One of my clients is a retired surgeon who I’ve been working with since 2005.
I’ve been by his side through the financial crisis, Brexit, the pandemic and now we’re facing new challenges thanks to the energy crisis, war in Ukraine and rising cost of living.
Despite several economic, political and social challenges, my client has managed to build a considerable amount of wealth over the last 17 years.
This wealth has provided him with freedom and flexibility.
He’s enjoying a comfortable retirement, although he still does some work. And he’s able to support his family in ways many parents could only dream of.
He’s on track to achieving all the lifelong goals he set out when we began working together.
Just one thing stands in his way: the constant desire to chase the next big thing.
The fear of missing out
My client has always had an active interest in finance and alongside working with me, he runs his own separate trading portfolio.
Some of the short-term investments he’s made have performed well.
Others have resulted in losses. Some complete losses. Three of his investment ideas turned out to be national headline grabbing scams, years later.
At one stage, he fell victim to a scam and lost a moderate amount of money. He chose not to discuss the investment with me. “I knew you’d say it was a bad idea and I wanted to do it anyway,” was his response.
Meanwhile, ticking over quietly in the background has been the ISA that I’ve managed.
Using low-cost tracker funds, his annualised ISA return has been around 7% each year. That’s after all the fees.
On the face of it, the ISA might seem uninspiring. You won’t become a millionaire overnight thanks to a stocks and shares ISA. But a tax-free millionaire he is.
But when clients read success stories from Tesla millionaires who bought shares for $25 each in 2013, they starting thinking: “What if I can find the next big thing? Maybe that’s my shortcut?”
Stellar investments look obvious in hindsight. But as we know, what you’re really looking at is a series of EuroMillions tickets. And you only have a 1 in 139,838,160 chance of winning the top prize.
So what can we do?
I always approach each investment idea with an open mind and explain that it’s about thinking with your head, rather than your heart. This inevitably means that I’m going to recommend a less exciting approach. But I tell them it works. Keep it simple.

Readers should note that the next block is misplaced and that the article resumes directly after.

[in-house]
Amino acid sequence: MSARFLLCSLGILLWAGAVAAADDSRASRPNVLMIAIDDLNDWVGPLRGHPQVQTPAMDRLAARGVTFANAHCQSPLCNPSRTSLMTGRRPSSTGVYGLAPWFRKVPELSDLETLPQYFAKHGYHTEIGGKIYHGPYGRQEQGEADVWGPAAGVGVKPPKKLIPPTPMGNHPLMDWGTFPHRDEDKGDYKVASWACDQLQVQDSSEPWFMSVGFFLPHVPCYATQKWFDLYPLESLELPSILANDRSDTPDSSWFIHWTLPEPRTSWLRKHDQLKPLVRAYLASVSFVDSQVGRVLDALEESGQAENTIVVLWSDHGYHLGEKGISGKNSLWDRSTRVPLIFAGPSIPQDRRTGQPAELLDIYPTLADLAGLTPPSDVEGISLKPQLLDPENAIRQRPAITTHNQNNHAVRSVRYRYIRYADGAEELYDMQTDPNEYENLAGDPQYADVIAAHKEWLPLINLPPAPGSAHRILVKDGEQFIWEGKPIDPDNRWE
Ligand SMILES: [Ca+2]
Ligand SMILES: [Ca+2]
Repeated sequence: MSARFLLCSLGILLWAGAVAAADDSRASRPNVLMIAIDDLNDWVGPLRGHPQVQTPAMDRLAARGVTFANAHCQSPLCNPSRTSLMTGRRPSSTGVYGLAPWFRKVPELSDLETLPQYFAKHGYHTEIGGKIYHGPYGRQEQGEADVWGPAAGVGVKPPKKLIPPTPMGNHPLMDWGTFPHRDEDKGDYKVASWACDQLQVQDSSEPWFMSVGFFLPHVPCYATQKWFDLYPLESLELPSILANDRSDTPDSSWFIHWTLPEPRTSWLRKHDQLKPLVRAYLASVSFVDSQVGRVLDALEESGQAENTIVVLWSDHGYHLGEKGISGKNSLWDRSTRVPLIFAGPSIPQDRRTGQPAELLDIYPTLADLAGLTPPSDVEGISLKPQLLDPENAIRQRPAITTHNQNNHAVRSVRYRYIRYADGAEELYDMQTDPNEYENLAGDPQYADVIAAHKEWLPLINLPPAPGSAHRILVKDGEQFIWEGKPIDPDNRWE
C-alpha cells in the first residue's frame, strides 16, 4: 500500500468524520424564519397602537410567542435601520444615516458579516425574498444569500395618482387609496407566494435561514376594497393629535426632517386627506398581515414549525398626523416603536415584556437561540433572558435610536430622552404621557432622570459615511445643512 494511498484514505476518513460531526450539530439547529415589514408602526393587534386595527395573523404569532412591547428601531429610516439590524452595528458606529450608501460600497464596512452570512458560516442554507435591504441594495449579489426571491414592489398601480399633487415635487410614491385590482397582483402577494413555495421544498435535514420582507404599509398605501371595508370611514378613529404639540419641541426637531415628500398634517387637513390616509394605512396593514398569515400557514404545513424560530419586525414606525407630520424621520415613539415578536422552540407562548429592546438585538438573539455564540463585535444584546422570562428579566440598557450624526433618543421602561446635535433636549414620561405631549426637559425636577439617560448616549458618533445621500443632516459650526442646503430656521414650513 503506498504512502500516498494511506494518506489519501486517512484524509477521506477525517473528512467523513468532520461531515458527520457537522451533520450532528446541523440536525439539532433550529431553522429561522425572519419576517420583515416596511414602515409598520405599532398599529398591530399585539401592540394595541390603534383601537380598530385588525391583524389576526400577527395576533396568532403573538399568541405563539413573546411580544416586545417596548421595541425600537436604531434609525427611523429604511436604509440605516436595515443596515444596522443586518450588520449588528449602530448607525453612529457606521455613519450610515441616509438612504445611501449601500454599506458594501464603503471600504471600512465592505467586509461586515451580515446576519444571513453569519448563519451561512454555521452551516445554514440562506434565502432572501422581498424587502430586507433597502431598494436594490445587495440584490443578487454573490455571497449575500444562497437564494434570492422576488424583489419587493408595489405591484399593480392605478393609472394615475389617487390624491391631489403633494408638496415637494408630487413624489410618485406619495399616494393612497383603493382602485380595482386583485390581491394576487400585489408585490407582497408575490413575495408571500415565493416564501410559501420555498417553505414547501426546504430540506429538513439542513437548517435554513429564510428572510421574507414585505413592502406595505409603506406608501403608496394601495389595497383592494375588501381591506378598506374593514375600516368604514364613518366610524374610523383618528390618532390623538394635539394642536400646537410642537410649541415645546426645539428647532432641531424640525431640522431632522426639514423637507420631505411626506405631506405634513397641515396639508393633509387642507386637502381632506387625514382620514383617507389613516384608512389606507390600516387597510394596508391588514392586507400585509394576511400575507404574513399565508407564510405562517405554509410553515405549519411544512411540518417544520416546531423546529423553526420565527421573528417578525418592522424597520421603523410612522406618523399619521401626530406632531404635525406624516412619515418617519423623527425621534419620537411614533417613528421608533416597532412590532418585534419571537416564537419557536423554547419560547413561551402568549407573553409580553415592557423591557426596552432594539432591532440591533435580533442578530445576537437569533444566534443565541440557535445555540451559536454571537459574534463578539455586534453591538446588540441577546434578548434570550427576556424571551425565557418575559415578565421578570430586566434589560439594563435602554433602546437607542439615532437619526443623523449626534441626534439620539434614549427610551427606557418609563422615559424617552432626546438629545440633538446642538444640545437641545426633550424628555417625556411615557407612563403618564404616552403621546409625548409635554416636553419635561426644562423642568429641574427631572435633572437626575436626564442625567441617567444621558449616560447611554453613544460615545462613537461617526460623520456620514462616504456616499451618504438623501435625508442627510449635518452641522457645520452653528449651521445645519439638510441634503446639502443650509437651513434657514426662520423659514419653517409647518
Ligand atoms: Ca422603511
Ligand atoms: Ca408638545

I also tell clients that there’s always someone waiting in the wings to sell you something new. It doesn’t matter whether it’s cryptocurrency and NFTs, reality TV stars or Elon Musk, for thousands of years, people have tried to sell things to one another.
But the worst part is that buying the thing doesn’t make the pressure go away. There’s always a fresher, more exciting version around the corner. It doesn’t just apply to finance:
"Thanks for booking your flight with us. Would you like to skip the queues, increase your leg room, or add champagne?"
"Here's your new car. I'll be back in three years to sell you a new one."
If you’re financially comfortable, it can be tempting to say ‘yes’ to everything.
What’s the goal? Be honest
If people are honest with themselves, for all the new-age hype, cryptocurrency was never about helping the world’s poor. It was about making people richer than they already were. Be honest, if that’s the goal.
But as we know, with our clients the goal lies elsewhere.
With my surgeon client, the plan was to achieve a fair return for a given level of risk. He wanted me to help him make his hard-earned income grow at a greater rate than inflation. He told me he wanted to live a happy life and care for those around him.
Do cryptocurrencies and NFTs fall in line with this plan? I’m not so sure.
That’s why I like to remind him: “This is working. It continues to work. It's been working for decades now. Let’s resist the temptation to change it in some way because it's in our nature to tinker. If it ain’t broke…"
This is counterintuitive to most other walks of life
This desire to meddle, to tweak, and see if you can improve the status quo is admired in almost all other cases. Every sportsperson is looking for the extra 1%. Every good business owner wants to try to do things differently – they look for innovation, alternatives that will deliver better efficiency. But with investing, this approach goes against the grain.
With investing, maxims and metrics that work in other areas of our life fail us as investors. When you look at a 17-year-old portfolio, you can see the benefits of sticking with tried and tested – it’s damn hard not to get in the way of inevitable wealth if we just sit on those hands.
But doing nothing isn’t easy.